Noise pollution can increase the risk and severity of stroke
Kansas City Chiefs fans hold the record for the loudest racket ever made in an outdoor stadium: an ear-splitting, heart-stopping 142.2 decibels, which was recorded at Arrowhead Stadium during a Monday Night Football game in 2014. Although the Chiefs won 41-14 over the Patriots, that stroke of good luck could have caused a disaster for vulnerable fans.
Noise can kill. That's the conclusion of researchers who found that folks who live in noisy environments are more likely to suffer an ischemic stroke and are prone to have more severe strokes as well, although they're not yet certain why that is. Ischemic strokes result from a blockage in an artery that supplies blood to the brain, and account for 70% to 80% of all strokes.
Unfortunately, noise is hard to escape. One study in Environmental Health Perspectives estimated that 104 million Americans are continuously exposed to damaging levels of noise pollution. So if you live near air, rail or road traffic, you are likely to regularly experience 70 to 80 decibels of noise, even though the World Health Organization recommends that your exposure to traffic (or any) noise stay below 53 decibels during the day and 45 decibels at night.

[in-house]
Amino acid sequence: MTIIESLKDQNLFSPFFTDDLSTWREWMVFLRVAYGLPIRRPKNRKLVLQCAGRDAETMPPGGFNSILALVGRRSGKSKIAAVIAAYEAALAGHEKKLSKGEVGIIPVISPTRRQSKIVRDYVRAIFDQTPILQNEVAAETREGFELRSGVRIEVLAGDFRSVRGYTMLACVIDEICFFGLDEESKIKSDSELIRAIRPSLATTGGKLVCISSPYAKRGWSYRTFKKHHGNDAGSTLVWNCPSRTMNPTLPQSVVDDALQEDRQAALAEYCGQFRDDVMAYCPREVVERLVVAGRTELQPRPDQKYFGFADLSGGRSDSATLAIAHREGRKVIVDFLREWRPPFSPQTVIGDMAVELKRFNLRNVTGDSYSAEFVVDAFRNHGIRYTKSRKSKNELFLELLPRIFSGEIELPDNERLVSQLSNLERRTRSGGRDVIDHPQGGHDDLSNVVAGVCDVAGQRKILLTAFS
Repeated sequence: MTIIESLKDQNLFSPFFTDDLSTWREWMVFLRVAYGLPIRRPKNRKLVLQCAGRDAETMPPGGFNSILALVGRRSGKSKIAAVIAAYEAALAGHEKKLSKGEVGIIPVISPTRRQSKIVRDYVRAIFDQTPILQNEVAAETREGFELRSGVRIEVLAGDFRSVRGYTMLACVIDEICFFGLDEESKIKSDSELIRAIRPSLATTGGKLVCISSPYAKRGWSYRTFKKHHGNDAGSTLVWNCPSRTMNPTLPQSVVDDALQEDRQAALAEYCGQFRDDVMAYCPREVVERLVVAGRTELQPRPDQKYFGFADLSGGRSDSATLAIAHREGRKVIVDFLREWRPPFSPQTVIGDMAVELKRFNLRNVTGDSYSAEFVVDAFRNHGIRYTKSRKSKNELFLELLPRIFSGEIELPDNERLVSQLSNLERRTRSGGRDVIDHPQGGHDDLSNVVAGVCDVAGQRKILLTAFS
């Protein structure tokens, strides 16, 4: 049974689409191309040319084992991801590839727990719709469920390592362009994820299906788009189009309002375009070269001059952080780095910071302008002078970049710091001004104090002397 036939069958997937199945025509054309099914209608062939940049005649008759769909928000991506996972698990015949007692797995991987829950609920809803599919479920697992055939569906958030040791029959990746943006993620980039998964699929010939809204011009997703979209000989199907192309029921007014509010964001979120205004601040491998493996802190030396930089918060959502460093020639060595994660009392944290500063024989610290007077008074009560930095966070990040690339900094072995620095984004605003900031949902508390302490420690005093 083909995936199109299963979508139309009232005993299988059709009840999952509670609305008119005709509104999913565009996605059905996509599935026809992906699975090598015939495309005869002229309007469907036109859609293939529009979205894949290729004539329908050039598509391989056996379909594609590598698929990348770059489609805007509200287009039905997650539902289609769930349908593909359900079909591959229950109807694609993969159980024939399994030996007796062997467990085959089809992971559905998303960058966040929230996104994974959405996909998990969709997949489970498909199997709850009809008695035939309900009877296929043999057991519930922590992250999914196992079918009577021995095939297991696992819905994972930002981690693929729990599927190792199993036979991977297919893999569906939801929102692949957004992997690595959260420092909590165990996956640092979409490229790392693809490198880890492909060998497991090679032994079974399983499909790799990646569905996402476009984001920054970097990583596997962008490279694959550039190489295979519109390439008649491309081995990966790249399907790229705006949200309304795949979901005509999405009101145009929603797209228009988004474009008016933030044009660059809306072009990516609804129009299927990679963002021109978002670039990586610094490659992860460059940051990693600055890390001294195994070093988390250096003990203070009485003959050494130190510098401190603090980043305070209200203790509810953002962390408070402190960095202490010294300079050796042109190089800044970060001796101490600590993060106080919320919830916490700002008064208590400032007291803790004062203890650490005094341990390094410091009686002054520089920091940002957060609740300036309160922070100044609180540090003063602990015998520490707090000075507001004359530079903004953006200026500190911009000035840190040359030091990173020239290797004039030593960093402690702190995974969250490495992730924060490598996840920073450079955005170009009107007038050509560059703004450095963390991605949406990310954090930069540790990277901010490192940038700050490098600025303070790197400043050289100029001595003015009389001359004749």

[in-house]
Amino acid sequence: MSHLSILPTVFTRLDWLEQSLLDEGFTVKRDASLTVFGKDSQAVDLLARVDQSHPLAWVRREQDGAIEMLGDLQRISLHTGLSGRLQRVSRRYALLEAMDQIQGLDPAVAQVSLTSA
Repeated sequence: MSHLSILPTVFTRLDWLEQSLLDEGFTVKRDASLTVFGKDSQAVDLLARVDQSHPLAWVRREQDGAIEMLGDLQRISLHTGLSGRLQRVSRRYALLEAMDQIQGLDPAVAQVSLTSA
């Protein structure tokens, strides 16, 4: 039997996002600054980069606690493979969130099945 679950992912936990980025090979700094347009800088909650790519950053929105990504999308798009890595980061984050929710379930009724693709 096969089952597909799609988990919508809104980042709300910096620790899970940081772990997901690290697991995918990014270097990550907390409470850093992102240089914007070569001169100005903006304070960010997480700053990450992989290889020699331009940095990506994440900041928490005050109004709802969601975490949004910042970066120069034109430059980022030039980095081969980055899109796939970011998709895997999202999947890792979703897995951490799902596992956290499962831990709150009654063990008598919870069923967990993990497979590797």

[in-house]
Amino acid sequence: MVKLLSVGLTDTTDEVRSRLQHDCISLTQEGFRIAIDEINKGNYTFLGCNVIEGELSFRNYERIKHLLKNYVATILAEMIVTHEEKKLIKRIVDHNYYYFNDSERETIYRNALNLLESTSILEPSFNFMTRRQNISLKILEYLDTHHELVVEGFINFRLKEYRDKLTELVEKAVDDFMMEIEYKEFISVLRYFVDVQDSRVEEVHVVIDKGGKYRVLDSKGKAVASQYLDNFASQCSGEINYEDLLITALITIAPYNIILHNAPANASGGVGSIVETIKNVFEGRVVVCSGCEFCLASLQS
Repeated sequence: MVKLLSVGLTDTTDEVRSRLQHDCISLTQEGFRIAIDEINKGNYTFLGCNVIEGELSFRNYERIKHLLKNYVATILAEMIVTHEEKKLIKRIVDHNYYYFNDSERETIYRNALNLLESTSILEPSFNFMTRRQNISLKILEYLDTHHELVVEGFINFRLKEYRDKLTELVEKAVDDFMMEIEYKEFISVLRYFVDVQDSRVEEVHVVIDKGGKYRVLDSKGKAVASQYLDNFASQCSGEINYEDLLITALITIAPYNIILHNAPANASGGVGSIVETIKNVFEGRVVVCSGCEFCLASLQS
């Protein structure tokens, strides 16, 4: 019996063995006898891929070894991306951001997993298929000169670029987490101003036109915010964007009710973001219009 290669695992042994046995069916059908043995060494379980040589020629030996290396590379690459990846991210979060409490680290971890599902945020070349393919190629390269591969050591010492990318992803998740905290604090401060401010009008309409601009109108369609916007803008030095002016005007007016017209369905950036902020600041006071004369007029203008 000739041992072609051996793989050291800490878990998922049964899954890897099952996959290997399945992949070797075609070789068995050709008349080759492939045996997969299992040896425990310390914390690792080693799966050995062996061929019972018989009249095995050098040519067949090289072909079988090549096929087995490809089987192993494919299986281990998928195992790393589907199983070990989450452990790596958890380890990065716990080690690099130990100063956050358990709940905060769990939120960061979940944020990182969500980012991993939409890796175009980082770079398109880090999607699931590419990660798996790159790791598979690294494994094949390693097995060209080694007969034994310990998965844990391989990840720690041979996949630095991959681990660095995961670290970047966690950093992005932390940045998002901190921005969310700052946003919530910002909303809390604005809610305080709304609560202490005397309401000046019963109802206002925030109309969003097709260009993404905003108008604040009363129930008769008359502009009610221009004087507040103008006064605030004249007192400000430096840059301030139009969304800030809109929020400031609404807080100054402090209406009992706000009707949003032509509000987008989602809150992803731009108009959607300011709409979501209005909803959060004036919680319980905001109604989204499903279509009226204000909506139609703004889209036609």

Here's what you can do to reduce the sound assault:
-- Hang soundproof curtains -- especially on bedroom windows. Install soundproof windows.
-- Cover floors with rugs and/or carpeting.
-- Use earplugs or noise-canceling headphones in noisy workplaces or while sleeping. You can take the headphones to Arrowhead stadium, too!
Mehmet Oz, M.D. is host of "The Dr. Oz Show," and Mike Roizen, M.D. is Chief Wellness Officer and Chair of Wellness Institute at Cleveland Clinic. To live your healthiest, tune into "The Dr. Oz Show" or visit www.sharecare.com.
(c) 2019 Michael Roizen, M.D. and Mehmet Oz, M.D.
Distributed by King Features Syndicate, Inc.(c) 2019 Michael Roizen, M.D. and Mehmet Oz, M.D. Distributed by King Features Syndicate, Inc.